The thick coating on his tongue showed an “excess” condition. In Ken’s case, it was excess food moving listlessly, fermenting and even putrifying along the way. Not wanting to get too graphic, I let him know that good elimination is a key ingredient to good health. I suggested that he follow a complete cleansing program for a month or two.
We talked about food combining. I’m not a fanatic about the topic, but I have found that paying attention to a few commonsense rules, which follow, can make a big difference.
• Don’t eat meat and fruit or high-sugar foods together. Dried fruit like raisins can turn a gas-free meal into a musical experience.
• Keep meals simple, and try to eat high-carbohydrate meals separately from high-protein meals.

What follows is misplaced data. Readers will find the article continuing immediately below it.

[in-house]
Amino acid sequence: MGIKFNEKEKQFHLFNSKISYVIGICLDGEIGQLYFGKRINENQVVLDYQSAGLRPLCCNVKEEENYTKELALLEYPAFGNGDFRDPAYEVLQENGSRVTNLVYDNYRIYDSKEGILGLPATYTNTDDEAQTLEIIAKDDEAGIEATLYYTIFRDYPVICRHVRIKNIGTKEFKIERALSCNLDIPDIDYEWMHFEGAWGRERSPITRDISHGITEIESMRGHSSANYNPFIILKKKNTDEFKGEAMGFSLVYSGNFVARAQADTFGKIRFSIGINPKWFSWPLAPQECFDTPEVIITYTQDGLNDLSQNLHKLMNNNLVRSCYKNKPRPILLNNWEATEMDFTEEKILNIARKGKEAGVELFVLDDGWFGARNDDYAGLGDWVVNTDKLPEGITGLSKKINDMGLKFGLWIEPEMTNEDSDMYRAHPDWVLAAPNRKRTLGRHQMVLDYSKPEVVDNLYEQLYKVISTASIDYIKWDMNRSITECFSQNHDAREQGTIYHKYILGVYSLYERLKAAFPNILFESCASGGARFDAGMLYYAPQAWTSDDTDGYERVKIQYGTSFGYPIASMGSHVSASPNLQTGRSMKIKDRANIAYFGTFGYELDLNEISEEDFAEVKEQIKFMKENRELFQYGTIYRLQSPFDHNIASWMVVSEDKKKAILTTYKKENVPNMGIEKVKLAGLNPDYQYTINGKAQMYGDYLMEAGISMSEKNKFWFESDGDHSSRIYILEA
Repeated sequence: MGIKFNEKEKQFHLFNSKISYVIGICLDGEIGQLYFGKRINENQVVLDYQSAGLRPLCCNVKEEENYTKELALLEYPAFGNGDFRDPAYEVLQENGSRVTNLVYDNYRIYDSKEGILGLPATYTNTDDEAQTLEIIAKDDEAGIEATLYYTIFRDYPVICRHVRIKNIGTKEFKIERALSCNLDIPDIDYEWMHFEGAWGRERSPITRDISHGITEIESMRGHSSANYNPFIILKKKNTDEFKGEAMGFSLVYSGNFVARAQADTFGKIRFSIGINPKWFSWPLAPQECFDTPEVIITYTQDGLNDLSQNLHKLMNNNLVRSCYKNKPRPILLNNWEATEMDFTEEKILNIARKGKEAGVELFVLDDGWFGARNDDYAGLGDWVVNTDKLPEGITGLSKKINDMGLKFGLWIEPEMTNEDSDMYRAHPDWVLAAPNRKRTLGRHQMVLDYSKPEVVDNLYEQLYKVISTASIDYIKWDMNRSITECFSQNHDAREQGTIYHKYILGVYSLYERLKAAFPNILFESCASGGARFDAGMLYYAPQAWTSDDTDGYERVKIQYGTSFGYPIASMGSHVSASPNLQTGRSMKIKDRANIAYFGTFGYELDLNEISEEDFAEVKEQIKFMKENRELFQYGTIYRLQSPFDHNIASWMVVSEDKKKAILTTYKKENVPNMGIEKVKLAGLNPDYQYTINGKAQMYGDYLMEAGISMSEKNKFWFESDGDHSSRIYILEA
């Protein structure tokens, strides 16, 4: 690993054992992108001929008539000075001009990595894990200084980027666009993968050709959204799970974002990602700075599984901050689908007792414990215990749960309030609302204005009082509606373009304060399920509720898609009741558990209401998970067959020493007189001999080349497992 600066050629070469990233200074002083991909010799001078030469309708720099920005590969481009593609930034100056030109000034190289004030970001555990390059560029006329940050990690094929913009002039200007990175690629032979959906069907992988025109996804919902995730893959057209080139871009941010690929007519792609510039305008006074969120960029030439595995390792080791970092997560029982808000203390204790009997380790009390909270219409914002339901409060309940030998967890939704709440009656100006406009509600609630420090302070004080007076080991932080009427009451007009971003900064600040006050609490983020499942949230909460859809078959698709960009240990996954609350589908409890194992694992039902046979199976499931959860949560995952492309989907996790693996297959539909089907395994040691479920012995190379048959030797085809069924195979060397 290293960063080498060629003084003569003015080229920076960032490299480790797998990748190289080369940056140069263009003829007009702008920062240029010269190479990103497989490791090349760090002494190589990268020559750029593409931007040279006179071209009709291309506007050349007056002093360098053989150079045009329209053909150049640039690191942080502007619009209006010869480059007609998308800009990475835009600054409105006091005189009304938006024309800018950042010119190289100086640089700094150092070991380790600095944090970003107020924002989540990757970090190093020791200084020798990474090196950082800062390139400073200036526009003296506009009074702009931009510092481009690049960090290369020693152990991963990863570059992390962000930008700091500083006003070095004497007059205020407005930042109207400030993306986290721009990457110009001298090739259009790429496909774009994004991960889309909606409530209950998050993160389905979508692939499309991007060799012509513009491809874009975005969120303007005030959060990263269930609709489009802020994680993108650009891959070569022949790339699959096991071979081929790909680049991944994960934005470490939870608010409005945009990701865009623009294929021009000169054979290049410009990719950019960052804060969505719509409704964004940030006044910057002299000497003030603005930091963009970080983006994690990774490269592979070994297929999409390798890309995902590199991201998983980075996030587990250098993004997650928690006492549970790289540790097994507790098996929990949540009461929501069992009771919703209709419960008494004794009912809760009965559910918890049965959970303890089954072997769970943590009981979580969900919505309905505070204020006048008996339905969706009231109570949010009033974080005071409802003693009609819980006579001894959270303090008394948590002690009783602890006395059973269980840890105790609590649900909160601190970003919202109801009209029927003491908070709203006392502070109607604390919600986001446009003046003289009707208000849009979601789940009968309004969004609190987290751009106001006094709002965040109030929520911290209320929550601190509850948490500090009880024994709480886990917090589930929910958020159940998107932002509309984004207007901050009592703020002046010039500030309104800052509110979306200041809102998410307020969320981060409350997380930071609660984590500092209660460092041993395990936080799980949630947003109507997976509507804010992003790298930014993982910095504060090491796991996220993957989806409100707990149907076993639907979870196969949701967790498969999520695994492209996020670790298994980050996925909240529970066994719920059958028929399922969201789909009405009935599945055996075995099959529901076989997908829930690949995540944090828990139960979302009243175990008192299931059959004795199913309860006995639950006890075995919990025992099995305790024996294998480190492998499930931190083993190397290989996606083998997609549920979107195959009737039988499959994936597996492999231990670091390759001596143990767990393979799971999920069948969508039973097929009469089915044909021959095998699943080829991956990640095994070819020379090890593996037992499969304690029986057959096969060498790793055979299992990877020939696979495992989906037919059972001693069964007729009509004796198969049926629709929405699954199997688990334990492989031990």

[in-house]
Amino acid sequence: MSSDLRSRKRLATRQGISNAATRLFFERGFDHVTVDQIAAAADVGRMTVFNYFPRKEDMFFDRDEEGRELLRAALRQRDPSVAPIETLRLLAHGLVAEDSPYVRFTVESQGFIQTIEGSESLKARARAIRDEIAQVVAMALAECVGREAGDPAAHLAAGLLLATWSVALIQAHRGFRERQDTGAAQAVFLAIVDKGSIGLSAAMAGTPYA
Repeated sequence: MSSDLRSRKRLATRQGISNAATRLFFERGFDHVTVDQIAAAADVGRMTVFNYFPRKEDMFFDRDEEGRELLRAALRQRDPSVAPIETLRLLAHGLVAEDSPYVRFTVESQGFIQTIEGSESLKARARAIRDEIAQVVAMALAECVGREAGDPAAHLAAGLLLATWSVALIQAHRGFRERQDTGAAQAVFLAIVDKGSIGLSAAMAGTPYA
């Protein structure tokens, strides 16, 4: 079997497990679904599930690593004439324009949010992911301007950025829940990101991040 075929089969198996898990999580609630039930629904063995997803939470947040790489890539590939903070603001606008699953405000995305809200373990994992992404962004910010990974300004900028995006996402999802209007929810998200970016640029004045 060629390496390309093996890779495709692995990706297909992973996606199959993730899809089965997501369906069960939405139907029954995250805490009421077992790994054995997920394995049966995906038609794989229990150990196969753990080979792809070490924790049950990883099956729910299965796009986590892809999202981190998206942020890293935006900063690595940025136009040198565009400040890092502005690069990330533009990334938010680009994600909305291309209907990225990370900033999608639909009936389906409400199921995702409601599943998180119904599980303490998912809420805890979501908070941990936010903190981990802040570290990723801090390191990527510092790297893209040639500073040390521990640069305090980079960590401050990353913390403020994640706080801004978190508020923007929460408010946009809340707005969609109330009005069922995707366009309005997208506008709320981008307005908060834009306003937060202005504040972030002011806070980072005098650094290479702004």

• When cooking, use olive oil only, and that in small amounts. Try not to coat the food with oil, which greatly inhibits the digestive process. Avoid fried foods.
• Some foods, such as peanuts and guacamole, are naturally gas-promoting for some people. If you find you simply cannot digest these foods, avoid them.
Ken picked up on the concept quickly when I went over how many billions of bacteria were living in his gut. A meal that combines sugary fruit juice with fried, fatty proteins such as bacon increases gas production because it provides the bacteria ample sugar for fuel, while also coating the food with oil. The result is that food molecules aren’t properly broken down by the time they arrive at the large intestine, where unsavory types of bacteria have a feeding frenzy and produce smelly waste products. This leads to unpleasant gas.
I assured Ken that by adhering to the following program, along with sensible food combining, he could be gas-free and pain-free within a short time.